[1867-1887]. Manuscript journal. Square 4to. 353 pp. of entries in a legible hand, approx. 65,000 words, plus an additional 80 pp. of notes, lists of officers and ships, and tables of ships coordinates. Contemporary calf backed cloth, chipping and wear to spine and edges, all page edges marbled. Bartlett's ink name and other notes on spine. Laid in are three silver albumen prints depicting Bartlett at various points in his career, a letter from the Secretary of the State in Schuylkill, America's oldest gentleman's club, as well as handwritten copies of correspondence between Willard Bartlett and W.C. Whitney, and three small broadsides of General Orders, likely printed aboard ship. A small oval photo of the U.S.S. Sacramento in March 1867 is laid down on the ms. title page. Three small hand-colored illustrations of of natives from sketches by M. Hypolite Silvaf are laid in or laid down in the text.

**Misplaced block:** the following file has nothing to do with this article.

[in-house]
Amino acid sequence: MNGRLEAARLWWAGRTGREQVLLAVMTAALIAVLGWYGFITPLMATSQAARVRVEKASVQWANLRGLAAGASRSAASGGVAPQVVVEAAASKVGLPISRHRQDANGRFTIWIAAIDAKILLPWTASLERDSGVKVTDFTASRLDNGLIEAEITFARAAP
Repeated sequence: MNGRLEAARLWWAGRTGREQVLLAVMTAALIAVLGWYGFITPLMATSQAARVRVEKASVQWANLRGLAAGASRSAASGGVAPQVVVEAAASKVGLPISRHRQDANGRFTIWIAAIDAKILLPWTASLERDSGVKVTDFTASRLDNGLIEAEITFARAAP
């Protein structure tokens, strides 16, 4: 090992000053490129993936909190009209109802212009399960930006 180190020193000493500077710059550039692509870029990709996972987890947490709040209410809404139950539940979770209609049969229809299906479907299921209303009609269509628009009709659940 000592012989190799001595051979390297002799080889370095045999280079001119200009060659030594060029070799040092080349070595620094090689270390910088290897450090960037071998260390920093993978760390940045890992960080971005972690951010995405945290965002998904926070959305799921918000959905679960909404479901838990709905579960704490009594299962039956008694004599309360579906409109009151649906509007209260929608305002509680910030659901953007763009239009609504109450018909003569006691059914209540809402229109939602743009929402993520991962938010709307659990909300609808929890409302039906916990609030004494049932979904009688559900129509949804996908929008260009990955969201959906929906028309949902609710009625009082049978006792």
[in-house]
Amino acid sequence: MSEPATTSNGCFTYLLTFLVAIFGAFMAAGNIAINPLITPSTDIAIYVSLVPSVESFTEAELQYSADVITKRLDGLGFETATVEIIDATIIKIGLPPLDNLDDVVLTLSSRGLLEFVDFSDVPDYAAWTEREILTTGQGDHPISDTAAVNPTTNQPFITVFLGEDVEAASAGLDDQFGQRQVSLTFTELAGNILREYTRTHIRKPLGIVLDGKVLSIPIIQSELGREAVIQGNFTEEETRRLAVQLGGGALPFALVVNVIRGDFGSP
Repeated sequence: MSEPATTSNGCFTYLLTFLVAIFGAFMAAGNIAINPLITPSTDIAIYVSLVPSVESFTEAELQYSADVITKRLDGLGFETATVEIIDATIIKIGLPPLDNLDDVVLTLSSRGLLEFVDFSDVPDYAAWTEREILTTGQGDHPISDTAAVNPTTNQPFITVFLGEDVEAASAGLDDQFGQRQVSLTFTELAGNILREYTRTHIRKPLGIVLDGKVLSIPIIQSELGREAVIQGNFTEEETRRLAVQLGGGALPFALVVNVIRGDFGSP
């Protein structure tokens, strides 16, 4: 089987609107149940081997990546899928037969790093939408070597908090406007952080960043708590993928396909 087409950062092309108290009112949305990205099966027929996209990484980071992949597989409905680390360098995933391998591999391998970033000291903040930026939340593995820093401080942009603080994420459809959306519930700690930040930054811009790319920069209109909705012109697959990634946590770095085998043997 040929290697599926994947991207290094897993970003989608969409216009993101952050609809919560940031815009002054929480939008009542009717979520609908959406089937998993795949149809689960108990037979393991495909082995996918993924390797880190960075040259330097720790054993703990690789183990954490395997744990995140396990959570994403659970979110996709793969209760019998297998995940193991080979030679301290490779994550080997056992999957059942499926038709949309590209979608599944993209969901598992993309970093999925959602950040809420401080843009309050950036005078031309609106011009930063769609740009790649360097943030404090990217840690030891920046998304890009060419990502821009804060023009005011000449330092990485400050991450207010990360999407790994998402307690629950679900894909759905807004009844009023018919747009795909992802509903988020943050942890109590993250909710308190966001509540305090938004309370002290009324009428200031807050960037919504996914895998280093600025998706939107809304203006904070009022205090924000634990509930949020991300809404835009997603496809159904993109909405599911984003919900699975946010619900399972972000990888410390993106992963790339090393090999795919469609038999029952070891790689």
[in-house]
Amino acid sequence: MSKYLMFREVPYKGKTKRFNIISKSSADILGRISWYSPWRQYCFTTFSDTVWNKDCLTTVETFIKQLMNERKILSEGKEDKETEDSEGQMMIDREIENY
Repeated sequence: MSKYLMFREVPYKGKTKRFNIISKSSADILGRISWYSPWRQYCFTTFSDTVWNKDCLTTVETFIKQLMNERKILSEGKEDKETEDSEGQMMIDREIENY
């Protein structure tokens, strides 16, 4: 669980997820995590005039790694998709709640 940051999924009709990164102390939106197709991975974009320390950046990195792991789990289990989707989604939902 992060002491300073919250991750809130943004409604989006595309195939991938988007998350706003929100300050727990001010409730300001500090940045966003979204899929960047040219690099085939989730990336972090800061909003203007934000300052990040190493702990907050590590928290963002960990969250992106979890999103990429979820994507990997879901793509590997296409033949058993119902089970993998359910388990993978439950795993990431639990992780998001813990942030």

Bartlett used this journal over the course of two decades, during tours of duty as a U.S. Marine aboard the USS Sacramento from Cape Town to Ceylon, Pondicherry, Madras, etc. in 1867; aboard the US Flag Ship Contoocook bound for Havana from 1868-69; on the US Flag Ship Hartford on the Asiatic Station in China and Japan from 1872-75; and on the USS Trenton in China, Japan and Korea, 1883-86. He records in some detail life aboard ship and at the various ports he visited. During his time on the Asiatic Station he also acted as a Judge Advocate at on board court martials. Following the Civil War, the U.S. Navy, along with the Marine Corps was expanding its influence and its reach around the globe. Of particular note is Bartlett's tour with the USS Trenton just as the first US diplomats were making inroads in Korea. Item #64248